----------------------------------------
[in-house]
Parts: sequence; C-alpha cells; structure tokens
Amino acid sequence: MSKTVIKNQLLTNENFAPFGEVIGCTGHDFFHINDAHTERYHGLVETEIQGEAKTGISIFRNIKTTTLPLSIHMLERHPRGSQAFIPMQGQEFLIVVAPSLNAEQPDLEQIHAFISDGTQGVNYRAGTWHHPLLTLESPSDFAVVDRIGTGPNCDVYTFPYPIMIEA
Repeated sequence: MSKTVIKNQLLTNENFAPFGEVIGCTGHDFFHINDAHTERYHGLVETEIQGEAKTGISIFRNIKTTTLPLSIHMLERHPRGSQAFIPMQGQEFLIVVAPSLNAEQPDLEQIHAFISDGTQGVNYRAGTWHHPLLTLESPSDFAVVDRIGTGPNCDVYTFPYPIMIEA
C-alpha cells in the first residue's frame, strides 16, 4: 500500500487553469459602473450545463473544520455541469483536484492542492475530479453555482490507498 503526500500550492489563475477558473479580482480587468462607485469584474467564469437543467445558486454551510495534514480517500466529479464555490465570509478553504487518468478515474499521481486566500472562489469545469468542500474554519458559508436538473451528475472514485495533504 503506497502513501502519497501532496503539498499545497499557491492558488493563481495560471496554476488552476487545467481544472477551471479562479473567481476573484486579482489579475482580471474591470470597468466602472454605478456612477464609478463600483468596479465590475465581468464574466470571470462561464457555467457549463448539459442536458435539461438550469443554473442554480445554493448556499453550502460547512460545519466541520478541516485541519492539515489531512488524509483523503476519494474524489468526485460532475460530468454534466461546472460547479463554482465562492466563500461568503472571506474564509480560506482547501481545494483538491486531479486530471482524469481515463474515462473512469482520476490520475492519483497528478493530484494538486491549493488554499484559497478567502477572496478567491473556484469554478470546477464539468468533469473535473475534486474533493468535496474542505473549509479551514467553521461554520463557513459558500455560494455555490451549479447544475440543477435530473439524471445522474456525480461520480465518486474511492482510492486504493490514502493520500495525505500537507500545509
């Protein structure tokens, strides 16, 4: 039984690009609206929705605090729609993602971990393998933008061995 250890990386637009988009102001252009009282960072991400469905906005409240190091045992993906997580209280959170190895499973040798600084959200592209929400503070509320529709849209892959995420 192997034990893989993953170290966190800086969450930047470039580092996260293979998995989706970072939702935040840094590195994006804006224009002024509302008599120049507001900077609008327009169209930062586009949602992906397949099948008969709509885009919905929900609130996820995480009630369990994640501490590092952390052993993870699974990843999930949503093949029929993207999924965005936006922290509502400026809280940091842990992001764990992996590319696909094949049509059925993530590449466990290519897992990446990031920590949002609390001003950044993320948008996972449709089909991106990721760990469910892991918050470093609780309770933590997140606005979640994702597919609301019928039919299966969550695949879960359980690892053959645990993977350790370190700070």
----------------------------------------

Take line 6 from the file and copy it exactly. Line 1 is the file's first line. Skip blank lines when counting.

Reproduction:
């Protein structure tokens, strides 16, 4: 039984690009609206929705605090729609993602971990393998933008061995 250890990386637009988009102001252009009282960072991400469905906005409240190091045992993906997580209280959170190895499973040798600084959200592209929400503070509320529709849209892959995420 192997034990893989993953170290966190800086969450930047470039580092996260293979998995989706970072939702935040840094590195994006804006224009002024509302008599120049507001900077609008327009169209930062586009949602992906397949099948008969709509885009919905929900609130996820995480009630369990994640501490590092952390052993993870699974990843999930949503093949029929993207999924965005936006922290509502400026809280940091842990992001764990992996590319696909094949049509059925993530590449466990290519897992990446990031920590949002609390001003950044993320948008996972449709089909991106990721760990469910892991918050470093609780309770933590997140606005979640994702597919609301019928039919299966969550695949879960359980690892053959645990993977350790370190700070």